There’s a lot to see in A Clockwork Orange that apparently isn’t really there. Numerous interviews with the author reveal that there doesn’t seem to be much thought behind a lot of the most iconic things in the movie. The Russian slang served a purpose, for example, but it was only meant to provide a barrier between the audience and the book’s violence — nothing more. Both Burgess and Kubrick disagree about what the story means, or at least we assume so. Kubrick was typically quiet about his meaning, letting the movie speak for itself. And in his later years, Burgess came to regret writing the novel in the first place, saying it had been badly misinterpreted and known for all the wrong reasons.
That could inspire another discussion on how a work changes when it’s given over to your audience, how the message can be warped in its receiving to the point that your original intention is lost. What do you do then? Do you patiently make the rounds, trying to explain your work to people who would rather see it another way? Or do you simply take this as the audience’s response, their answer to the beginning salvo of your conversation? It’s an interesting question, but pondering it gets us too far off-track. A Clockwork Orange is what it is, and at this point we can safely assume that our interpretation of the movie and its story is going to be different from what at least one of its authors intended.
Alex DeLarge is a young man adrift in a dystopian Britain. He leads a small gang of three friends, and together they beat and rob the elderly, commit acts of shocking, casual rape, and drink modified milk in a bar when they need to recharge. A falling-out with his friends leads Alex to be captured, and instead of jail he opts for an experimental technique meant to force a person to lose all taste for the urges that lead him to commit criminal acts. It works a little too well, and Alex becomes victim to the casual cruelty of the world that he moved through. Karmic retribution keeps piling on him, higher and higher, until there’s a breaking point. I think what happens there and afterwards is where you ultimately take the true meaning of the story, but if you haven’t seen the movie yet I’ll try not to spoil it for you.
The movie itself has so many iconic shots; the opening pull-back that begins with a close-up of Malcolm McDowell’s hard, challenging gaze (mascara done around one eye so that it looks like a dark star) and retreats to reveal his friends, then a strange room filled with naked statues and meaningless words floating by on black walls. There’s the contraption he’s forced to wear during his experimental conversion, his eyes held open by metal clamps, an assistant passively dropping fluid in them so they won’t dry out. The rape scene is particularly difficult in its implied brutality; Alex sings “Singin’ In The Rain” in a way that marries it indelibly to the awful things he’s doing. McDowell moves through the film like a force of nature, and Kubrick sets up a carefully-arranged, decaying world specifically so that his star can leave behind a ton of damage in his wake.
And whether it’s intentional or not, there are a number of interesting conflicts here. One of the first violent acts committed by DeLarge is because a bum is “old”, and thus especially egregious. I noticed how Alex and his gang of droogs represents this unknowable, energetic generation after your own, brought up in a world that you’re not plugged into any more. What makes Alex so shocking and so dangerous is the way he invades the inner world of his victims; first he pretends that he’s the victim of a car accident and his friend is dying in the road, then he barges into your home and punishes you for an act of compassion. He purposefully disrupts the order we create around ourselves, shattering our illusion of safety. He’s open defiance of an orderly society, an orderly life; he’s the reminder that something horrible can happen to you, at any time, for no other reason than the simple fact of your proximity.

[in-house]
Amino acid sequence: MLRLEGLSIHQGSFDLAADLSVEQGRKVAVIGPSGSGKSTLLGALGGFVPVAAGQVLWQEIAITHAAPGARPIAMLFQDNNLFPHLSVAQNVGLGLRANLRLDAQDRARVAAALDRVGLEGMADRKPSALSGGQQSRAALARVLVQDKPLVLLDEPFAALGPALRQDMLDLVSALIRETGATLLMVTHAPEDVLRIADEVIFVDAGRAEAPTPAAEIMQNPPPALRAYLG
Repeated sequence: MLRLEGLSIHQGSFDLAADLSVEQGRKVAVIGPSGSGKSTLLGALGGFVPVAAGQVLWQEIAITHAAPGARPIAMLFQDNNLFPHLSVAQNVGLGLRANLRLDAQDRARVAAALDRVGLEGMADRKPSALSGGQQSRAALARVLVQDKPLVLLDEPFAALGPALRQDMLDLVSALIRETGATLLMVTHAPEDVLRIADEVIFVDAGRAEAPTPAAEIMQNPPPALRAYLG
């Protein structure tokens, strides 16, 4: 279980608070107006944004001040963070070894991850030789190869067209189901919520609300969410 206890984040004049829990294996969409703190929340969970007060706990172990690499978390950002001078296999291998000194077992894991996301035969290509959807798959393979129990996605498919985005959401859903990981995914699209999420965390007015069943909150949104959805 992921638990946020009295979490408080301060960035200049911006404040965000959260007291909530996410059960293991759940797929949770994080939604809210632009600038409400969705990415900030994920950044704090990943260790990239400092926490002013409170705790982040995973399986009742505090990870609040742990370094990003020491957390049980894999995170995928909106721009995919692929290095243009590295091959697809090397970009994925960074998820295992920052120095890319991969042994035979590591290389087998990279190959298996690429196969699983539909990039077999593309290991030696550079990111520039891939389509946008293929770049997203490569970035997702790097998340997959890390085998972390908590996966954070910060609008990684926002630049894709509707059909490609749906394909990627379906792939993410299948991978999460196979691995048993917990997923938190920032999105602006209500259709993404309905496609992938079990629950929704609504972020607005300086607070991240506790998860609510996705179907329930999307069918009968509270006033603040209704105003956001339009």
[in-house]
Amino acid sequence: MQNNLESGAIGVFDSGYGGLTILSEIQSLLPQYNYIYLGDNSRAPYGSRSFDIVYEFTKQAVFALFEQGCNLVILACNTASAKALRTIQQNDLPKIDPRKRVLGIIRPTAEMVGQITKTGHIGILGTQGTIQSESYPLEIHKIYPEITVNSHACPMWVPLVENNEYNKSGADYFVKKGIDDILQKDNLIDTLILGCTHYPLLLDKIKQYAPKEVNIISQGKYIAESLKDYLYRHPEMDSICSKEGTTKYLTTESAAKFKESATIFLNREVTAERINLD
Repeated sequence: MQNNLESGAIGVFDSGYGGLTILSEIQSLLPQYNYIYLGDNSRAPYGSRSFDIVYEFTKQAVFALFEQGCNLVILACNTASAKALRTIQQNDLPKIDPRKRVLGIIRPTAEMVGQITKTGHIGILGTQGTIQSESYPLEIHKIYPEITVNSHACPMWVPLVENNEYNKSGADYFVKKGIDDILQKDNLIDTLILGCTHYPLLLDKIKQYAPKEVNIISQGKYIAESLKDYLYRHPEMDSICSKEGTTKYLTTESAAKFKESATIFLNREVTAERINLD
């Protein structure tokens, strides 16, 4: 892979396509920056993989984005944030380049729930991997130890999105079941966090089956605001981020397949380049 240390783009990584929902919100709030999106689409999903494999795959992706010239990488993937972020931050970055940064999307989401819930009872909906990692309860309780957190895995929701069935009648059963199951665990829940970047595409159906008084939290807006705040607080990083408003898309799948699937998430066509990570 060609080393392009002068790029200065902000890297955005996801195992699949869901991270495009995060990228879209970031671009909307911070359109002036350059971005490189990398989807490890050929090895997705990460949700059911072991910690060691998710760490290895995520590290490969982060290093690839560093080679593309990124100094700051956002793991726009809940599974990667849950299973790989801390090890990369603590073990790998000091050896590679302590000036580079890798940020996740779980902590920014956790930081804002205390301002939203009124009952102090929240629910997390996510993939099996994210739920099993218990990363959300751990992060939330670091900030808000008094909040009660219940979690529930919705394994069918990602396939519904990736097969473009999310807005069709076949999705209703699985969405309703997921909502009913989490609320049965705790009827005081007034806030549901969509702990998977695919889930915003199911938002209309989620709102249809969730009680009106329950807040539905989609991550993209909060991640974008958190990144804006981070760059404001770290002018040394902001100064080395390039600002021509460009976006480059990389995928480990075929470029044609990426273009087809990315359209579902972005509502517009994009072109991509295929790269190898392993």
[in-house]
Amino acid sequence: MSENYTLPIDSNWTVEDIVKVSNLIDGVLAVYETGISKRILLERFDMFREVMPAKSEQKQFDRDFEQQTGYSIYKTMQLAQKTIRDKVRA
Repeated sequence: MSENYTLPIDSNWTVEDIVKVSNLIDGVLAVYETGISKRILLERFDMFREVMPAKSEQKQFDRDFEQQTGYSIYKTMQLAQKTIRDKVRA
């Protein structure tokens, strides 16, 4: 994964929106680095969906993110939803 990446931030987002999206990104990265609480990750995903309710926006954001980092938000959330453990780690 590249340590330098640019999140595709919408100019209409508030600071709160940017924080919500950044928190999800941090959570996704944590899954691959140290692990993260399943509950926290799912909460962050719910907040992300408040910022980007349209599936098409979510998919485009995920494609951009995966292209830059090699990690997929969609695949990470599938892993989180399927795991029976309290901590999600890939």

Young, chaotic energy vs. old, ordered implacability. Ingenuity vs. the accumulated knowledge of time and masses. The cruelty of the individual vs. the cruelty of the state. They all exist within this movie, fighting each other until they’re subsumed or integrated. And really, it’s up to you what the whole thing means. Can people out of step with the rest of society ever be brought in line? Should they be? How far do we go in our efforts to protect the rights of the populace to build orderly lives, safe from random violence? How far should we allow the individual to push the fabric of society before we decide he loses his right to do so? A Clockwork Orange seems to ask all of these questions while offering no real answers; the ending seems fatalistic, suggesting that what we think of as two opposing forces are actually the same thing with different expressions. As they move through life, cruel men such as DeLarge and his droogs channel their thirst for violence through the machine of society, finding legal ways to do what they’ve always done. This is what really happens to the cruelty of individuals. The ‘cure’ is simple redirection, not disintegration.
At least, that’s what I take from it. What you take from it will differ depending on your views of individuals and what makes a man, and society’s role in the individual’s life. And that’s something that shifts all the time. A Clockwork Orange makes for a very interesting cinematic inkblot test, if you ask me; watch with your friends, and you’ll find yourself in a very surprising conversation.